For homeowners, there is no such thing as the "perfect" storm. But for roofing contractors, swiftly restoring habitats and inhabitants' lives following severe storms requires the perfect response. Recent advances in electronic records management (ERM) technology have made it possible for roofing contractors to mobilize quickly after a storm occurs to help those affected, which leads to business growth.
This is especially true for NRCA member Aspen Contracting Inc., Lees Summit, Mo., a residential reroofing contracting company based in the heart of "tornado alley." Using advanced ERM software, the company manages more than 10,000 roofing projects per year. Following are a few things the company has implemented to make its operations more efficient. Using these techniques could help your company streamline operations, further expanding your roofing contracting business.
Storms are the norm
In the U.S., tornadoes are more frequent than in any other country, totaling more than 1,200 annually—four times the amount seen in Europe, according to Horizon, a European research and innovation magazine. Along the Atlantic coast, the hurricane season delivers an annual average of 11 tropical cyclones, a handful of which reach hurricane status, according to the National Oceanic and Atmospheric Administration's (NOAA's) Hurricane Research Division.
And every few years, Mother Nature usually delivers a Category 4 or 5 hurricane, which also occurs more often in the U.S. than in any other country, according to NOAA. In recent years, U.S. residents have seen firsthand the devastation of Hurricanes Katrina and Sandy. Aside from the displacement of residents from their homes—600,000 in the case of Hurricane Katrina—the damage to property has been catastrophic. According to 2005 and 2012 USA Today articles, estimates range upward of $125 billion for Hurricane Katrina and $50 billion for Hurricane Sandy.
And these only are the storms that register on the national media radar. The magnitude of such storms is illustrated by the Federal Emergency Management Agency's (FEMA's) disaster declarations. During the past 10 years, FEMA has declared an annual average of 43 severe storm disasters across the U.S. In the peak years of 2008 and 2010, the annual totals exceeded 60 storms. According to FEMA, during 2016, there were 103 severe storm declarations.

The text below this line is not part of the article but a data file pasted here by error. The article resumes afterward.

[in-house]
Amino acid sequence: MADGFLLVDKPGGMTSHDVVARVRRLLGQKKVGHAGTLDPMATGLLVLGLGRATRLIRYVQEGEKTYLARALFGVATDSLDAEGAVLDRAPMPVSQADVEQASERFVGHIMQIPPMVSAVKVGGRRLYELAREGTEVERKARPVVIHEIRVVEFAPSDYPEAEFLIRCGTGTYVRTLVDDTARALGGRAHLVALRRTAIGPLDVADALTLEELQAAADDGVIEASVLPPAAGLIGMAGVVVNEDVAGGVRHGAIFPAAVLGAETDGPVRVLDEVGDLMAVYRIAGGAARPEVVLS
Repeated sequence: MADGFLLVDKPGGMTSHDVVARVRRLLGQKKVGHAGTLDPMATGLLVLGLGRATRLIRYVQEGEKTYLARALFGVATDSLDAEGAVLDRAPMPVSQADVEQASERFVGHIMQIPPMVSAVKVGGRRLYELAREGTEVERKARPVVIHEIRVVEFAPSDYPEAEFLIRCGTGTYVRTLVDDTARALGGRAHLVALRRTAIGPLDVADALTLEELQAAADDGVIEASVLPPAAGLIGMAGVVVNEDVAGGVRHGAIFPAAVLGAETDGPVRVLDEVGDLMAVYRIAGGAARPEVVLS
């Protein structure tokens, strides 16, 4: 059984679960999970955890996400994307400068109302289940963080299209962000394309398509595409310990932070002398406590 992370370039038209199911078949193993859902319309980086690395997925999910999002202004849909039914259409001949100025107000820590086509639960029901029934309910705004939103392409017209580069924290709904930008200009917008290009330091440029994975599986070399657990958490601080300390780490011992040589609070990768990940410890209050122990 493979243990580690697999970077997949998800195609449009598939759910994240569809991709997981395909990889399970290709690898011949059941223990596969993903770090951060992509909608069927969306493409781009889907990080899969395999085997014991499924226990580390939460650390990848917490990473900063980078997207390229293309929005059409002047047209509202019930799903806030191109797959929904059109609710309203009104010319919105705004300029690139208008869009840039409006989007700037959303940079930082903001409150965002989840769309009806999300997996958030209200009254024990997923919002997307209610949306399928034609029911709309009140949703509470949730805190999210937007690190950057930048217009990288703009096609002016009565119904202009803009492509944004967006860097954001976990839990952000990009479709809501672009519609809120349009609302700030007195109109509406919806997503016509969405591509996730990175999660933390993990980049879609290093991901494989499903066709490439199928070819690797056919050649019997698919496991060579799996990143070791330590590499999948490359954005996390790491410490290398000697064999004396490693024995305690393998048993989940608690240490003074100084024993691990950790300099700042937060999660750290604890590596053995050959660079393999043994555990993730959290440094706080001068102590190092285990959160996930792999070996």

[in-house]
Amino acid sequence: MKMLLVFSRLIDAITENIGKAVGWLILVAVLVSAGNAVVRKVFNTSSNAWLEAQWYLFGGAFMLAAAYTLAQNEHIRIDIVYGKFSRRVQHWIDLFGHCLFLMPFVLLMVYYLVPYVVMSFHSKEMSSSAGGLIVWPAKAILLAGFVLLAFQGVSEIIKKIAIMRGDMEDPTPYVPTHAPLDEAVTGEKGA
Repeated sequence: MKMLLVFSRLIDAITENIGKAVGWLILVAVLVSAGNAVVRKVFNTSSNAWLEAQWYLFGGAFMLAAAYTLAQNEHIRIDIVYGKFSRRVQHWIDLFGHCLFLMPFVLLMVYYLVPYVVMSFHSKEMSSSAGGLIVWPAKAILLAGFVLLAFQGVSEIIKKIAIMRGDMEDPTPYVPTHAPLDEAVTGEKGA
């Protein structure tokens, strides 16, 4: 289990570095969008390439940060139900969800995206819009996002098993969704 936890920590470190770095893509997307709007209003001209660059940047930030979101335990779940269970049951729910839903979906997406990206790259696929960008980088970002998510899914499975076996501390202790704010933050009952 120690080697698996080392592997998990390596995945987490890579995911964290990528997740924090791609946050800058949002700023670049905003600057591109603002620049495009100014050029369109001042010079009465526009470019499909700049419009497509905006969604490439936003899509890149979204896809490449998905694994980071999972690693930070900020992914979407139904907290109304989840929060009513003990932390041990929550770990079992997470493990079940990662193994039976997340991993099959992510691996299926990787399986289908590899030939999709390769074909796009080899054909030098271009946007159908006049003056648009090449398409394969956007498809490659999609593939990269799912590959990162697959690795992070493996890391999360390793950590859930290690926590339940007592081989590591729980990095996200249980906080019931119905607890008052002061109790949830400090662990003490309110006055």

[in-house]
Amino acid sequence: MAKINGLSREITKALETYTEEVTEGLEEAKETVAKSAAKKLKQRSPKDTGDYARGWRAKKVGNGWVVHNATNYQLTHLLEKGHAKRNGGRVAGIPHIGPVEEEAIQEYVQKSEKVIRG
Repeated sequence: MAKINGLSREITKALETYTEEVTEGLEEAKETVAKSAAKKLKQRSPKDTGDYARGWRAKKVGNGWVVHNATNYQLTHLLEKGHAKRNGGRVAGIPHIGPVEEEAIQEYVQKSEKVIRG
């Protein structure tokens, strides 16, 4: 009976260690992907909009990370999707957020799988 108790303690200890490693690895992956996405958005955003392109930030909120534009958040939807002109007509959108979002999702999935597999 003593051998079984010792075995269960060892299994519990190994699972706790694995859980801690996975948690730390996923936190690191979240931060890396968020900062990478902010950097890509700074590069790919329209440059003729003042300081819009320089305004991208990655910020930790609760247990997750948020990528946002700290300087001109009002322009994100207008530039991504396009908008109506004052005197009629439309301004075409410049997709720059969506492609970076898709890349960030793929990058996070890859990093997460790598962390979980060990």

The true dollar magnitude is demonstrated by data compiled in U.S.-insured catastrophic losses. The data show 80 percent of all losses incurred are a result of severe thunderstorms, tornadoes, hurricanes and tropical storms. During the first half of 2016, total losses from severe thunderstorm disasters reached more than $11.6 billion, of which slightly more than $8.5 billion was insured.
The 10-year average for insured losses resulting from storm-related damages tallies more than $20 billion per year. And the property damage trend has increased sharply: Insured winter storm losses alone totaled $3.5 billion, an increase from $2.5 billion in 2014 versus an average of $2 billion during the previous 5 years, according to the Insurance Information Institute.
In the aftermath of nature's capriciousness, providing water, food and medical assistance are the most immediate public concerns. At the same time, there is a crucial need for the quickest possible rebuilding and recovery effort to secure adequate shelter for those displaced—a role fulfilled almost entirely by private building contractors, especially roofing companies. Roof systems suffer the most prevalent damage in wind storms as even the lowest EF0 tornado is classified by winds clocked at 65 to 85 mph (EF5 tornadoes feature winds of 200 or more mph).
For disaster-recovery specialists such as Aspen Contracting, the task is formidable as resources must be mobilized and coordinated swiftly. The company has permanent offices located on North Carolina's eastern seaboard, across Nebraska and Missouri and as far west as Montana. To address a particular disaster location, the company often must set up and staff temporary satellite offices.
"Storms are unpredictable, but it's certain they will hit somewhere," says L.C. Nussbeck, Aspen Contracting's CEO. "Be prepared—that's the key. It's an amazing task and one you never really complete."
So how does Aspen Contracting prepare for the unpredictable on such a large scale? The logistics are daunting. Mobilizing for storm work is tremendously demanding, especially considering it requires conducting business across states with varying labor, tax and contracting laws, and compliance regulations. Aspen Contracting must secure on-site facilities, deploy staff and hire new employees. Each project requires separate insurance companies, claims adjusters, mortgage companies and materials suppliers.
First, Aspen Contracting's employees know local soliciting laws, building codes and permit processes. The company warehouses $1 million worth of marketing materials, including postcards, yard signs and door hangers, as well as office equipment that can be staged for jobs of different sizes.
"Within 24 hours we can have a functioning office up and running, with or without electricity," Nussbeck says.
Amidst the chaos of a disaster, the company cannot lose sight of its primary focus—distressed homeowners. Aspen Contracting is committed to excellent customer service and satisfaction. According to Nussbeck, it's important its customers have good things to say about Aspen Contracting.
"People really appreciate a roofing contractor who tells them the truth and follows through," Nussbeck says.
For Aspen Contracting, operational efficiency is the key component to customer satisfaction and the reason the company can undertake so many disaster-recovery projects every year.